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The Daily Wildcat

The Daily Wildcat

 

Killing time: Skin cancer is coming for the young, tanning addiction may be the culprit

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Alex Kulpinski
Alex Kulpinski / Arizona Daily Wildcat Pre-Physiology freshman Will Byrne-Quinn and xxploratory Freshman Chloe Mathis\soak up some sun at the Arizona Recreation Center pool on Friday afternoon.

More people in their 20s and 30s are getting the deadliest form of skin cancer, according to a study from the Mayo Clinic.

The study showed reported melanoma cases increased eightfold among young women and fourfold among young men from 1970 to 2009. Melanoma is estimated to have killed 8,790 people in the United States in 2011, according to the National Cancer Institute. The study looked at cases among people ages 18 to 39.

“I realize there is a desire to have a tan, but there are consequences,” said Tim Bowden, director of basic science research for the Arizona Cancer Center, who had malignant moles and marks removed from his body.

He said neglecting proper protection from the sun as a young adult while enjoying one of his favorite activities, hiking, increased his chances of getting skin cancer. A small red scar, where he had a cancerous growth removed, now sits close to one of his eyebrows. “I know that when you’re young you feel invincible and don’t think about what happens to your skin, but it can be a problem further down the road.”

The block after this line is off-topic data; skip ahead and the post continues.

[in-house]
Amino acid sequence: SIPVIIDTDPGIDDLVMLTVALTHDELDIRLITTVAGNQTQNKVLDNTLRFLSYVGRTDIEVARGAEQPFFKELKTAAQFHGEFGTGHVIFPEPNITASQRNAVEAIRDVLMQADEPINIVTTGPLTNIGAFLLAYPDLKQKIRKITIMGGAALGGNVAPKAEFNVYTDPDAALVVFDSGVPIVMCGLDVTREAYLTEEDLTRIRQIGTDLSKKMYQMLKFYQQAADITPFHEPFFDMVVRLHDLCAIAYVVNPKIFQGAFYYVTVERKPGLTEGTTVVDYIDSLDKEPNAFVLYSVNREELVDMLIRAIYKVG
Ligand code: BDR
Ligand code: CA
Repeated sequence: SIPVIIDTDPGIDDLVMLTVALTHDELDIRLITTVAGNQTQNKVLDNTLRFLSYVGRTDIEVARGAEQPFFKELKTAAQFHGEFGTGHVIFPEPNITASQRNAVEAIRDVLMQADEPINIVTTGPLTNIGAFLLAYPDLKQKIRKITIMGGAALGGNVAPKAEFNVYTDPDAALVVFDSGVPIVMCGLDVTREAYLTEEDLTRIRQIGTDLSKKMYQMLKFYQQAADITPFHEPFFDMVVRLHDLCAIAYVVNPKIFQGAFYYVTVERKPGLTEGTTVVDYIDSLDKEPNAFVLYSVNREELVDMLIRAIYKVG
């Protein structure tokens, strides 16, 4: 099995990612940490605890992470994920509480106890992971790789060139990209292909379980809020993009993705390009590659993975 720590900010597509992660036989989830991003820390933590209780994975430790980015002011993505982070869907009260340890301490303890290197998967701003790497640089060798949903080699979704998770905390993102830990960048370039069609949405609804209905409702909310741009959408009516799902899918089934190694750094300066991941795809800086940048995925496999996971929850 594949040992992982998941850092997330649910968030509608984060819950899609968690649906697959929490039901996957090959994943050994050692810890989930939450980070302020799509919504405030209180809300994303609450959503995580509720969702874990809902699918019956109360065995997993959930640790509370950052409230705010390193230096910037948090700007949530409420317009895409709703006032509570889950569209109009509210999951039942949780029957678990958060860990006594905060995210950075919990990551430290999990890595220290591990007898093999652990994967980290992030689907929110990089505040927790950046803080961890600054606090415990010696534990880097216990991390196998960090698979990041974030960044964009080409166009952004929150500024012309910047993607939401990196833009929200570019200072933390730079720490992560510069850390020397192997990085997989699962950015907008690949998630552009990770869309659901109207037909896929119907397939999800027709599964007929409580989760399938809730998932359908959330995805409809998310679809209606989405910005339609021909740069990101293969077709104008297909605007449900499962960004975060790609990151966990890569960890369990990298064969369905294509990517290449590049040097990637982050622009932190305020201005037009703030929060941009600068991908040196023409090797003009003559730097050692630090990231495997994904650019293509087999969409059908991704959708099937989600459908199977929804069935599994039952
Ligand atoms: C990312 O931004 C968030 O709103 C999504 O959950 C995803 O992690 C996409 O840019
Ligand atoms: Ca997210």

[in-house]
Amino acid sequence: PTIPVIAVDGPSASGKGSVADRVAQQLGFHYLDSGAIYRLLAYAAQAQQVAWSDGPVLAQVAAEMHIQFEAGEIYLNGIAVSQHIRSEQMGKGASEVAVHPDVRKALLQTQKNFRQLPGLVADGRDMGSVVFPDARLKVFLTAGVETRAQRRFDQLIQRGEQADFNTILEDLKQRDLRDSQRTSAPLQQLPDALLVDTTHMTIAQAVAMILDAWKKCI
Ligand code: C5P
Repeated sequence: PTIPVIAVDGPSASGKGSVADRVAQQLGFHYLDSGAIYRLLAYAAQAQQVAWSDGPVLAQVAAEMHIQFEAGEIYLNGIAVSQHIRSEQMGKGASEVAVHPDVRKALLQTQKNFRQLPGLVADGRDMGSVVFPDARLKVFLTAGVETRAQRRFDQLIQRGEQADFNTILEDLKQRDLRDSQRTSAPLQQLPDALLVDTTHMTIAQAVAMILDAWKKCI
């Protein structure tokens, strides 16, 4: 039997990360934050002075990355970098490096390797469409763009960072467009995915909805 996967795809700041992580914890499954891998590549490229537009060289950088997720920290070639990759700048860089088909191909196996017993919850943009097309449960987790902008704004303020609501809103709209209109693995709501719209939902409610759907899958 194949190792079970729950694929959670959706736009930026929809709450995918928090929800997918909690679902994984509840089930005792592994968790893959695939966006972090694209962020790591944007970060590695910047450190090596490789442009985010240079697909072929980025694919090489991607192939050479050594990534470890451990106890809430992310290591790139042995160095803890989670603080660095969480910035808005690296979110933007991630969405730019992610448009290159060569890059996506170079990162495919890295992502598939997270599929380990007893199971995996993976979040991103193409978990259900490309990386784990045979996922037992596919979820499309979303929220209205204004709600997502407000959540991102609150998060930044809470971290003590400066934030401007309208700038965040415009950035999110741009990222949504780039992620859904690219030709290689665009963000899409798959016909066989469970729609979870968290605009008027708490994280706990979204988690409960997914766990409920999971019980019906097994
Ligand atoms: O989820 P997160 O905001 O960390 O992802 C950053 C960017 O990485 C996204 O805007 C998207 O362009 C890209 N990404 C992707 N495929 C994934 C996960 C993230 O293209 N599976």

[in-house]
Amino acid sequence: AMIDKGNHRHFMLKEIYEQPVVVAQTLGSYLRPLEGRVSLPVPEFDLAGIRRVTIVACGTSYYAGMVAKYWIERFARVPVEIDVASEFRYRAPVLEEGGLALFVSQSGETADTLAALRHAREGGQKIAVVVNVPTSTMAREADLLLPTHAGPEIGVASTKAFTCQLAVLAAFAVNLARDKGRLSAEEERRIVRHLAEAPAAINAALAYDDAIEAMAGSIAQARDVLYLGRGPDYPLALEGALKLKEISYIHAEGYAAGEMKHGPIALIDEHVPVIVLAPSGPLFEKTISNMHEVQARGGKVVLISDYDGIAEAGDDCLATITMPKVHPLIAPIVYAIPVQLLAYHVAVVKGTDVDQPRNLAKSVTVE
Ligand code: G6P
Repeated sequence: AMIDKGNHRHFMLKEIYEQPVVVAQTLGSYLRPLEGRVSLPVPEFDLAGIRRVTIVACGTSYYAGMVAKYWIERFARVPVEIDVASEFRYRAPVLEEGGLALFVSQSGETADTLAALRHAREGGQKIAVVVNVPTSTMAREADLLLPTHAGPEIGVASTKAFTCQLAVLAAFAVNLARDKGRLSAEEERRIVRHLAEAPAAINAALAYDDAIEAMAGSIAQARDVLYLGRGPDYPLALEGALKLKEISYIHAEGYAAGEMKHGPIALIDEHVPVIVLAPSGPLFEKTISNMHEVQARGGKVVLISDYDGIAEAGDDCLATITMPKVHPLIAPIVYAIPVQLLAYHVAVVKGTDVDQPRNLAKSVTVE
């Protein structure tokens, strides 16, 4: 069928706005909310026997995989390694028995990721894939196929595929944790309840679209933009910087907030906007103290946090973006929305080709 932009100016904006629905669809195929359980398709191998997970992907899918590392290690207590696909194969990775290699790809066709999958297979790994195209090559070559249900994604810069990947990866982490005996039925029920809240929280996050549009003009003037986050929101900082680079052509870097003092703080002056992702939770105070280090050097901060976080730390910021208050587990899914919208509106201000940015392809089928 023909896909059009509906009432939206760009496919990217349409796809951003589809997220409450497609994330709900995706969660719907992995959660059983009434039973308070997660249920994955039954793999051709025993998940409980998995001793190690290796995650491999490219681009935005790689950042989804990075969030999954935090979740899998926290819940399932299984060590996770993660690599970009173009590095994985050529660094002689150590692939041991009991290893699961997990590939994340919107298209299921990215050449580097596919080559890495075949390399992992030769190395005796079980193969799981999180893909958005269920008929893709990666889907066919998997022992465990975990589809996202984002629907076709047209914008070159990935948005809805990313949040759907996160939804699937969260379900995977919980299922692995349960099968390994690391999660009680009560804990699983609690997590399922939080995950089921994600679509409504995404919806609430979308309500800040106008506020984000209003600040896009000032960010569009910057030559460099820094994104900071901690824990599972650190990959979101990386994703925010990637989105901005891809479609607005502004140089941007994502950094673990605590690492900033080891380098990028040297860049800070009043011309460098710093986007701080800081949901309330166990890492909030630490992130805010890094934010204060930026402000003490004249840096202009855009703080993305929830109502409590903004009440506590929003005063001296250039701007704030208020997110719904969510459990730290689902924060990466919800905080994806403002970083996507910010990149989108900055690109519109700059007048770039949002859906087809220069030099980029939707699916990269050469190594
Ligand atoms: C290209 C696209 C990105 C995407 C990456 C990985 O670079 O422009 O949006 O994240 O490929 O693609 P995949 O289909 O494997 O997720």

In the last five years, the Cancer Center has treated 201 patients with skin cancer between the ages of 20 and 30, and 152 of those cases were melanoma.

“I not only see people in their 50s or 60s coming for treatment, I see on occasion teenagers and young people who have it,” said Lisa Quale, a senior health educator for the Cancer Center. “Everybody thinks that cancer, and especially skin cancer, is something only older people can get, but it’s not. Anyone, regardless of age, can get skin cancer.”

Tanning beds to blame?

Bowden said he thinks more young people are getting skin cancer because of the popularity of tanning beds, which were introduced in the 1970s, the decade melanoma saw an uptick.

Using tanning beds, according to a 2010 study published in the journal Cancer Epidemiology, Biomarkers and Prevention, raises the risk of developing melanoma by 74 percent.

While tanning beds were first introduced as a safer way for people to tan, they were soon discovered to be more harmful than tanning outdoors, according to Bowden.

This is because tanning beds typically operate on high amounts of ultraviolet rays called UVB rays. Unlike UVA rays, UVB rays are responsible for sunburns and have been found to be more harmful to the skin.

“Young people and children using tanning beds have a significant increase in developing malignant melanoma,” Bowden said. “And unfortunately malignant melanoma can be a very insidious disease and spread to other parts of the body and has a very high death rate.”

Bowden said melanoma, unlike other forms of skin cancer, has the potential to spread to other organs. The National Cancer Institute estimates a five-year survival rate of only 15 percent when this happens.